The appeal opened with a description of a sweet little baby, and proceeded to deliver this bombshell:
“Then he’s dead. Dead in 24 hours. Lying open mouthed to the night air, with his mom and dad weeping.”
Strong language for an appeal? Yes. Concrete and graphic? Yes. Taking aim at donors’ emotions? Yes. Gratuitous guilt-tripping? Not at all. Not even close.
In this case, the appeal was about the tragedy of babies dying in poor countries. So it made perfect sense to dramatize that problem as vividly as possible.
Then, the initial comments came in.
“Too over the top,” they said. “Too shocking.” So it was watered down. But why?
For a lot of reasons, but mostly fear. People are reluctant to rock the boat or disagree. And in truth, many clients are reluctant to risk donor complaints.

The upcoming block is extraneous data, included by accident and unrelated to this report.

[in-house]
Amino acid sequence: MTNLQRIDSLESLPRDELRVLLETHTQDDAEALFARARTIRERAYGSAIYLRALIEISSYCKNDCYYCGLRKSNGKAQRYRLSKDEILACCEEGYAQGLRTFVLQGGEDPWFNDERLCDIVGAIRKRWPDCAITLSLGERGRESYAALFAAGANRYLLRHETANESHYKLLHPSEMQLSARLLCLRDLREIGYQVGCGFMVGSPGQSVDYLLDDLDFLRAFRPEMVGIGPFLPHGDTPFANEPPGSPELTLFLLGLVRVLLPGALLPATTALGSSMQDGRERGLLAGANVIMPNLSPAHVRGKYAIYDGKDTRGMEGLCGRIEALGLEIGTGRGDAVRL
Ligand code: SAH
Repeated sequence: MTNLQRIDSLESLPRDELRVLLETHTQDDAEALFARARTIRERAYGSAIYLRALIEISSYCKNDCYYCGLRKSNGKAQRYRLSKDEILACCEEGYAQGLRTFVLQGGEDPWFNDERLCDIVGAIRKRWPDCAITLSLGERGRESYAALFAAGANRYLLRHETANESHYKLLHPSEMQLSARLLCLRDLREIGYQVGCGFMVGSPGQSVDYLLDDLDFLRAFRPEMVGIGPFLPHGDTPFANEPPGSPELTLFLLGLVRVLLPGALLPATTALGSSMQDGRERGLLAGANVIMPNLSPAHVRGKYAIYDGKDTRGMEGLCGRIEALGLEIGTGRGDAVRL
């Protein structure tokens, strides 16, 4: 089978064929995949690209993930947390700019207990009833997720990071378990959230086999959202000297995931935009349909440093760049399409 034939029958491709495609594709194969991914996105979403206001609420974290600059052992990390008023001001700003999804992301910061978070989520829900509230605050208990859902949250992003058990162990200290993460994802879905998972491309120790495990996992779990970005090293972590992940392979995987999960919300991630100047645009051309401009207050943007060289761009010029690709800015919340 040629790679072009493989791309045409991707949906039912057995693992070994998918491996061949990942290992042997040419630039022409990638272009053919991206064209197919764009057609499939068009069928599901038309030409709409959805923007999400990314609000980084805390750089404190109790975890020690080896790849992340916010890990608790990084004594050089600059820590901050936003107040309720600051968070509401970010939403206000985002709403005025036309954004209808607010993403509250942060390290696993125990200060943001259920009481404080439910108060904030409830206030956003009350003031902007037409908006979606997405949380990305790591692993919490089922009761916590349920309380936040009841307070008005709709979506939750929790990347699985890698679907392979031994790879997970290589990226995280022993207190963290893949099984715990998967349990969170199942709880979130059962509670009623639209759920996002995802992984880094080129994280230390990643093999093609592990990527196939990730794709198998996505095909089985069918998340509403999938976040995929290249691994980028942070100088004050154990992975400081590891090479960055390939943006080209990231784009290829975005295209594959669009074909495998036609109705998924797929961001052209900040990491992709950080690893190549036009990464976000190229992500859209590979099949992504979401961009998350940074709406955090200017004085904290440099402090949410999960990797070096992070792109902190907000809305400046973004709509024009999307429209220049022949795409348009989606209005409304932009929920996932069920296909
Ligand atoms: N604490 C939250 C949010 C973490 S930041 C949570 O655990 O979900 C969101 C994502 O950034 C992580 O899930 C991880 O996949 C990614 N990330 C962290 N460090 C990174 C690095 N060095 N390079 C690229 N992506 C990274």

It’s understandable, of course. But then again, anything that’s even slightly outside the boundaries of the accepted gets nixed, and what’s left is the lukewarm, the middle of the road, the mediocre.
If writing copy for fundraising is about anything at all it’s passion for the cause. We can’t have that and, at the same time, let fear hold us back from connecting with donors at a visceral level. Which is what we absolutely, without question, must do.
So, we have to push forward. Test the boundaries. Take a risk. Go out on a limb. Try something bold, even if it doesn’t work.
It’s the only thing to do, because there’s only one other alternative, and that way lies mediocrity.